13d. Decided solution was “Roses”. ‘trainers’ = climbing roses. Black (anagram indicator) ‘(h)orses’ unseating head. Then I got 22a which scotched that idea.
    17d Even now I remain unconvinced by Mushroom = Boom. Wrong, sorry.

  7. tupu says:

    Tahanks Peedee and Bonxie

    I felt rather slowwitted on this one but completed it with some collaboration from my son e.g with bergamot. A good puzzle.

    Re 6a Melba Toast – surely the answer is mast (pole) round reverse of 0 Table?

    Re 5d Curses I agree it is an expletive (the s is a plural one) here.

    re pink (v) I mainly remember this from ‘pinking scissors’.

    Re 17a Mushroom is here a verb as in ‘the population boomed (or mushroomed)’.

    I agree with Stella re the abundance of colours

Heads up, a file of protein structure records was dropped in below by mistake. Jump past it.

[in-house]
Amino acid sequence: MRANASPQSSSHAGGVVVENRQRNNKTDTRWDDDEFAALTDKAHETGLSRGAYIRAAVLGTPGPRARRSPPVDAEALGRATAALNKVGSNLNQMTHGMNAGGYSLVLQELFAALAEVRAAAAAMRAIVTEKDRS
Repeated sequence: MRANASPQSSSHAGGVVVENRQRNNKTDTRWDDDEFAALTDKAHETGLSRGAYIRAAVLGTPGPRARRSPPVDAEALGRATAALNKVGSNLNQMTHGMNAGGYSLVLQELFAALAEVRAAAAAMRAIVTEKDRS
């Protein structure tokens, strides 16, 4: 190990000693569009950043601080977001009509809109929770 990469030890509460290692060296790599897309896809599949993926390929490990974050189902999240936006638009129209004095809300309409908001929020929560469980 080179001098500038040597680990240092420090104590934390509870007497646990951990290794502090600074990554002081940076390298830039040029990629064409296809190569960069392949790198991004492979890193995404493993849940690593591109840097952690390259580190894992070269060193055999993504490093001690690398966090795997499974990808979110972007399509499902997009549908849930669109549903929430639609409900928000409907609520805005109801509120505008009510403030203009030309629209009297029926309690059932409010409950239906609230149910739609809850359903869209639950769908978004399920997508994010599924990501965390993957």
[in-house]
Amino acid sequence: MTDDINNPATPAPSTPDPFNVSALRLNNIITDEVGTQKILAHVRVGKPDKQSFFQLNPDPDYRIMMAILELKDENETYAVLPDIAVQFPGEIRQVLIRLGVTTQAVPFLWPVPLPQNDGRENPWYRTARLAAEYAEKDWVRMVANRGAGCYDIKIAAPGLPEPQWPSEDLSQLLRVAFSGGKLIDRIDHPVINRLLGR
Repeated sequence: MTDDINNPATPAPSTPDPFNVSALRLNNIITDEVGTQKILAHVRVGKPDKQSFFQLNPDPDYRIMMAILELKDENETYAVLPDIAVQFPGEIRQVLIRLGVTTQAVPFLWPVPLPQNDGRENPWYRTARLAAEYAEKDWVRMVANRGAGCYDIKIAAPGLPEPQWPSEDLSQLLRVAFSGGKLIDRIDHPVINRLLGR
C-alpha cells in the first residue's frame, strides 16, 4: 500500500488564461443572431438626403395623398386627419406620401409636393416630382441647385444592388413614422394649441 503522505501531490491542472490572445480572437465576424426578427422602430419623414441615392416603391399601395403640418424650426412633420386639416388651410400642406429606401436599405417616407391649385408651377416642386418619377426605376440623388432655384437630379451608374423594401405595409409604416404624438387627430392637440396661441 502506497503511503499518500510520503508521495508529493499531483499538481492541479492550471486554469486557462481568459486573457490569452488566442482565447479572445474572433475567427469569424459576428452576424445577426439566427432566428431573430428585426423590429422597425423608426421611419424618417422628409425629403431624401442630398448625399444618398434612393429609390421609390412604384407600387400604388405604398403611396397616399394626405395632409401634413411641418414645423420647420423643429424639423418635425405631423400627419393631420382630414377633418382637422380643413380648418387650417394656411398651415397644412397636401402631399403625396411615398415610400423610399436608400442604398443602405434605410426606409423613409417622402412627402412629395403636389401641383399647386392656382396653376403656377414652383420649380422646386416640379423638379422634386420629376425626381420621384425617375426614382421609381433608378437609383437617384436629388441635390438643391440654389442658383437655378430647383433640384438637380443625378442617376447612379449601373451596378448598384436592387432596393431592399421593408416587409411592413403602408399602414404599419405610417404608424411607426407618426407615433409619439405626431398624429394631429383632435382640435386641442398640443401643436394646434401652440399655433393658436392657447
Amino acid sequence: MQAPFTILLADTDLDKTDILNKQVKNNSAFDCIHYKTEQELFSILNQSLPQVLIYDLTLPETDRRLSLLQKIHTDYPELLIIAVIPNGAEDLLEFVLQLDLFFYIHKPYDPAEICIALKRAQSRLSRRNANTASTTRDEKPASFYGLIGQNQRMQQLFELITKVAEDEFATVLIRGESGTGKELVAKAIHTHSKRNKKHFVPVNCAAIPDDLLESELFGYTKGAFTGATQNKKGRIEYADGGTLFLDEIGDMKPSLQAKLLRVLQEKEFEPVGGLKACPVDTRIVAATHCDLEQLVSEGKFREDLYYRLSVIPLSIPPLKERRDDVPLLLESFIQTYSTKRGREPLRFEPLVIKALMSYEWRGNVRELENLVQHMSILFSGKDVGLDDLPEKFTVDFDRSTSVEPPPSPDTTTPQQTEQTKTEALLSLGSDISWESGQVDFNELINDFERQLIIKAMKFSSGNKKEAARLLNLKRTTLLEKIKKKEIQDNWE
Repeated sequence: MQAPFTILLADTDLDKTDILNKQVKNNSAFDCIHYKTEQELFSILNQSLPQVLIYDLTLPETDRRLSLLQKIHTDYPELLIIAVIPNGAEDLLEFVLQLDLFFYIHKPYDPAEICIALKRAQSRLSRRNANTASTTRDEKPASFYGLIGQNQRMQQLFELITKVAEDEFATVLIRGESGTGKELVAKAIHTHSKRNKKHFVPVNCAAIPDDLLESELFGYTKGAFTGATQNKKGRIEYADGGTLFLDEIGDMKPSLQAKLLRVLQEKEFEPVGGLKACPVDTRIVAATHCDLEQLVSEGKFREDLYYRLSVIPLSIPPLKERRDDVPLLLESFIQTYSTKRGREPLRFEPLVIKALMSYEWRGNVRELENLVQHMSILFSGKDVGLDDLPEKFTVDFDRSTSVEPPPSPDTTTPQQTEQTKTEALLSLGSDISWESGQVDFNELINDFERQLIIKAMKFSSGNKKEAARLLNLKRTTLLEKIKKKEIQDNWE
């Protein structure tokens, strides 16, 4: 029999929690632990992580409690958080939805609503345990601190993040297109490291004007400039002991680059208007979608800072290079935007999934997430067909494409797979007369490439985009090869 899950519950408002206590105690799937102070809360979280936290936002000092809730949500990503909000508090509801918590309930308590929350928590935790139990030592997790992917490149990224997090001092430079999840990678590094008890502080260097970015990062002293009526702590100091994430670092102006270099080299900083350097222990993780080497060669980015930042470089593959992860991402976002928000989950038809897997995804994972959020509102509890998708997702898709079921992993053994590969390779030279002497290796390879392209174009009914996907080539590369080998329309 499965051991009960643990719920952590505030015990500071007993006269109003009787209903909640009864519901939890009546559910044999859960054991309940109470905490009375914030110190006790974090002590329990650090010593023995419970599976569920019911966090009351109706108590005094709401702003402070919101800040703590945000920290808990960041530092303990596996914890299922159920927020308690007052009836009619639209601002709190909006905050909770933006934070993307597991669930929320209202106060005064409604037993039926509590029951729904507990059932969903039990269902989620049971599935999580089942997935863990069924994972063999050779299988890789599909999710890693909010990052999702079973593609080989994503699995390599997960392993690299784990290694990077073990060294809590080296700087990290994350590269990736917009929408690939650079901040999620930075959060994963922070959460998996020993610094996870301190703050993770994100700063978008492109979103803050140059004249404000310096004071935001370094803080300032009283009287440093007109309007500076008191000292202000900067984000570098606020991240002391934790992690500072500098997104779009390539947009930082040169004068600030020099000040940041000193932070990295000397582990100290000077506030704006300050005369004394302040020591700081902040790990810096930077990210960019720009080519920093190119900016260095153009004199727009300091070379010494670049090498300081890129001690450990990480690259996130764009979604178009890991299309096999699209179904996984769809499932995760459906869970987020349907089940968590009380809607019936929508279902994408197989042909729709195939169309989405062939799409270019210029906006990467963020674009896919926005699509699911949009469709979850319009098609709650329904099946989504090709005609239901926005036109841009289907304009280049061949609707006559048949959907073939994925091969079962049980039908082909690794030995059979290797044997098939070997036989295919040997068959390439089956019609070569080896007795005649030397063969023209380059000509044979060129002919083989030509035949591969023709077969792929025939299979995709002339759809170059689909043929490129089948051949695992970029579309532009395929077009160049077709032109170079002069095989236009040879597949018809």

8. tupu says:

    Thanks even!

  9. PeeDee says:

    Stella and tupu, thanks for the corrections. I parsed the clues as you but then produced nonsense when writing up the blog.

    The colours I saw in the solutions were amber, narural, chocolate, opal, sable, lemon, coral and bergamot. I’ve seen all these words on paint tins in B&Q.

    I thought of “Curses!” the same way as Biggles A though had doubts about boom=mushroom, but tupu’s example of a boom town mushrooming fits the bill perfectly.

    I did post some more comments last night but then the server then crashed and now they have since disappeared. I can’t remeber what I said now.

  10. chas says:

    Thanks to PeeDee for the blog.

    I had the correct answers for 27a and 2d but had been unable to parse the clues. :(

  11. tupu says:

    Thanks peedee

    Commiserations! I know how frustrating it is to lose stuff in midstream!